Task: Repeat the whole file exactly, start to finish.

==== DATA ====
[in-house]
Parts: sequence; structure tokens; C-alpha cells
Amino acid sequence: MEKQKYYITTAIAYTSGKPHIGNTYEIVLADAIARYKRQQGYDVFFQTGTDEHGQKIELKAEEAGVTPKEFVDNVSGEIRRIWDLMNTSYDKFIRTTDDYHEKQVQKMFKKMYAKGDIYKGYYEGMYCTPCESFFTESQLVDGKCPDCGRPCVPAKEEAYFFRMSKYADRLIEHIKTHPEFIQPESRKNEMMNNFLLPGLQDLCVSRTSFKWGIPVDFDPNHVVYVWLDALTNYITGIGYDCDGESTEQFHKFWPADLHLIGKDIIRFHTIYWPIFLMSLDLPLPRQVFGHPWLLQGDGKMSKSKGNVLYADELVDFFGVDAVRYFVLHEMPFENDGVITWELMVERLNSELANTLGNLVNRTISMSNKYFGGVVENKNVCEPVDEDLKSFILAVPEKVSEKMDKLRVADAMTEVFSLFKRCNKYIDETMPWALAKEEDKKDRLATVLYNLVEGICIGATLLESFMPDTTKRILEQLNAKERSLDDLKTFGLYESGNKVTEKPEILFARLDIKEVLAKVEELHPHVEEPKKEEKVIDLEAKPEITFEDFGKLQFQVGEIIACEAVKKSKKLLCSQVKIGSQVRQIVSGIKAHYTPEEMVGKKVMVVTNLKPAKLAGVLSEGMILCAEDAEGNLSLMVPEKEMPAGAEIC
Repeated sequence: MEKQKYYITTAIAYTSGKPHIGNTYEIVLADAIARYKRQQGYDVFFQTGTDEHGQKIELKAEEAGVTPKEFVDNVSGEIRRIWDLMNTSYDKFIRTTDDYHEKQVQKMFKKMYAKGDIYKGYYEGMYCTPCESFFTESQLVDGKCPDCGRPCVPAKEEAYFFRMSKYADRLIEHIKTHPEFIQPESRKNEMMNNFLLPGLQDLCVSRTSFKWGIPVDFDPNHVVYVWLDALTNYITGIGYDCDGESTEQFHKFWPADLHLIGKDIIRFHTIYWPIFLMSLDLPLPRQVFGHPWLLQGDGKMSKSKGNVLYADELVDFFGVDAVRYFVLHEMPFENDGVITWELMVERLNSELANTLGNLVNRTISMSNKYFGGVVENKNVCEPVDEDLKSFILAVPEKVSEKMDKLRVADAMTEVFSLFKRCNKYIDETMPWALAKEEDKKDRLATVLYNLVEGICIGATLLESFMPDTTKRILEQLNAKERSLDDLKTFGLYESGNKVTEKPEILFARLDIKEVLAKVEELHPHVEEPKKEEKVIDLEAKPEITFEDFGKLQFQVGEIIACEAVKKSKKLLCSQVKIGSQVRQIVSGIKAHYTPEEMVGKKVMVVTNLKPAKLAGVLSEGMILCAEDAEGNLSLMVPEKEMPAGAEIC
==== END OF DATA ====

[in-house]
Parts: sequence; structure tokens; C-alpha cells
Amino acid sequence: MEKQKYYITTAIAYTSGKPHIGNTYEIVLADAIARYKRQQGYDVFFQTGTDEHGQKIELKAEEAGVTPKEFVDNVSGEIRRIWDLMNTSYDKFIRTTDDYHEKQVQKMFKKMYAKGDIYKGYYEGMYCTPCESFFTESQLVDGKCPDCGRPCVPAKEEAYFFRMSKYADRLIEHIKTHPEFIQPESRKNEMMNNFLLPGLQDLCVSRTSFKWGIPVDFDPNHVVYVWLDALTNYITGIGYDCDGESTEQFHKFWPADLHLIGKDIIRFHTIYWPIFLMSLDLPLPRQVFGHPWLLQGDGKMSKSKGNVLYADELVDFFGVDAVRYFVLHEMPFENDGVITWELMVERLNSELANTLGNLVNRTISMSNKYFGGVVENKNVCEPVDEDLKSFILAVPEKVSEKMDKLRVADAMTEVFSLFKRCNKYIDETMPWALAKEEDKKDRLATVLYNLVEGICIGATLLESFMPDTTKRILEQLNAKERSLDDLKTFGLYESGNKVTEKPEILFARLDIKEVLAKVEELHPHVEEPKKEEKVIDLEAKPEITFEDFGKLQFQVGEIIACEAVKKSKKLLCSQVKIGSQVRQIVSGIKAHYTPEEMVGKKVMVVTNLKPAKLAGVLSEGMILCAEDAEGNLSLMVPEKEMPAGAEIC
Repeated sequence: MEKQKYYITTAIAYTSGKPHIGNTYEIVLADAIARYKRQQGYDVFFQTGTDEHGQKIELKAEEAGVTPKEFVDNVSGEIRRIWDLMNTSYDKFIRTTDDYHEKQVQKMFKKMYAKGDIYKGYYEGMYCTPCESFFTESQLVDGKCPDCGRPCVPAKEEAYFFRMSKYADRLIEHIKTHPEFIQPESRKNEMMNNFLLPGLQDLCVSRTSFKWGIPVDFDPNHVVYVWLDALTNYITGIGYDCDGESTEQFHKFWPADLHLIGKDIIRFHTIYWPIFLMSLDLPLPRQVFGHPWLLQGDGKMSKSKGNVLYADELVDFFGVDAVRYFVLHEMPFENDGVITWELMVERLNSELANTLGNLVNRTISMSNKYFGGVVENKNVCEPVDEDLKSFILAVPEKVSEKMDKLRVADAMTEVFSLFKRCNKYIDETMPWALAKEEDKKDRLATVLYNLVEGICIGATLLESFMPDTTKRILEQLNAKERSLDDLKTFGLYESGNKVTEKPEILFARLDIKEVLAKVEELHPHVEEPKKEEKVIDLEAKPEITFEDFGKLQFQVGEIIACEAVKKSKKLLCSQVKIGSQVRQIVSGIKAHYTPEEMVGKKVMVVTNLKPAKLAGVLSEGMILCAEDAEGNLSLMVPEKEMPAGAEIC